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Customer satisfaction questionnaires

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Stuart Reid
Customer satisfaction questionnaires
on Feb 18, 2006 at 10:54:40 am

I am designing a customer satisfaction questionnaire for my video production company. I plan to e-mail it as a Word document to customers when a job is complete, to ask them for feedback.

Does anyone on the forum have an example of a questionnaire that works well for them? Or effective questions that you've found have generated valuable feedback for you?

Many thanks!
Stuart Reid

Black Mole Productions Limited
London, UK
E-mail: StuartReid*at*stuartreid.freeserve.co.uk


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Leo Ticheli
Re: Customer satisfaction questionnaires
on Feb 18, 2006 at 2:04:12 pm

Hi Stuart,
I certainly applaud any efforts to improve customer service, however I believe mailing a survey to customers is not a good idea.

Essentially you are asking very busy people to do work on your behalf. While some may appreciate your efforts, many others might resent receiving what they consider to be spam.

I think most of us have a relatively small client base so it's easy to spend some face to face time with them. Take them to lunch or coffee and just chat. In a relaxed atmosphere you can ask them direct questions about how you can serve them better.

Best regards,
Leo



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Ron Lindeboom
Re: Customer satisfaction questionnaires
on Feb 18, 2006 at 3:04:47 pm

That's a wonderful point, Leo. Busy people do not need more jobs -- especially when it's a job that is not going to put any money in their pocket. More are likely to resent the effort than those who will appreciate it.

Taking them to lunch is a great way to see how they like the job and to also maybe learn of anyone who they know that also liked it who might be a good prospect/referral. Birds of a feather do flock together and many times in the past, I have gotten a job from a happy client that I was speaking with who told me about a friend that was very impressed. My biggest account that I had for years was gained just this way. Using a survey, I would never have learned about him. Short-cuts are costly and there is no substitute for interpersonal interaction.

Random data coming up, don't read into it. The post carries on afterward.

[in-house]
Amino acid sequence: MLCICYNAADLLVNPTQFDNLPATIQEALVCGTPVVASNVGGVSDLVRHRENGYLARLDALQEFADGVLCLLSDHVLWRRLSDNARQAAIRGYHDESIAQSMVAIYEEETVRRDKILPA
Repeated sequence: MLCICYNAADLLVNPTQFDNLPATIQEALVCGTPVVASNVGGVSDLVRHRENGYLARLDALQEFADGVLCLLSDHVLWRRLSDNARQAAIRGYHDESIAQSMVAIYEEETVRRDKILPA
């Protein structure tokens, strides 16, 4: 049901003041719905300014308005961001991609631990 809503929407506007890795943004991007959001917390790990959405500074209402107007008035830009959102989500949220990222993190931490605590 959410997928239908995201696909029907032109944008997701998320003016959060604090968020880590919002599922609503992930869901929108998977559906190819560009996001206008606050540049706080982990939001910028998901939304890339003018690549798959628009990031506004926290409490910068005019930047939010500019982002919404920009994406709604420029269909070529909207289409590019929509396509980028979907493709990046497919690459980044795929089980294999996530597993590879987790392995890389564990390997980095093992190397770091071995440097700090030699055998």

Which brings me to a joke for the day: Would a Bhuddist monk with multiple personality disorder be experiencing intrapersonal or interpersonal interaction during meditation?

Just a thought... ;o)

Ron Lindeboom


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Nick Griffin
Re: Customer satisfaction questionnaires
on Feb 18, 2006 at 4:30:21 pm

I wholeheartedly agree with Leo and Ron on this. Surveys are useful when there is a very large customer base and an impersonal connection to the company. Surveys are good for asking if the service technician was friendly and informative. They are no substitute for a face-to-face conversation with a person -- especially if that person was the one who had just spent a lot of time personally providing the product or service. (IMHO.)


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Bob Cole
Re: Customer satisfaction questionnaires
on Feb 18, 2006 at 4:40:15 pm

I agree with the above responses, while applauding your desire to get better customer feedback. There may be customers for whom lunch isn't really appropriate, depending on the nature of your business. As it happens, I was just talking with an Internet entrepreneur about this (while trapped on a delayed flight, so we covered the topic thoroughly).

The only way you can get busy people to fill out a survey is to offer them something of value in return, whether it is a drawing for something big or a definite small freebie. Often, btw, the surveys you fill out have a purpose that is totally disguised; they are used to provide a list of "qualified leads" to some mega-corporation which isn't even mentioned in the survey.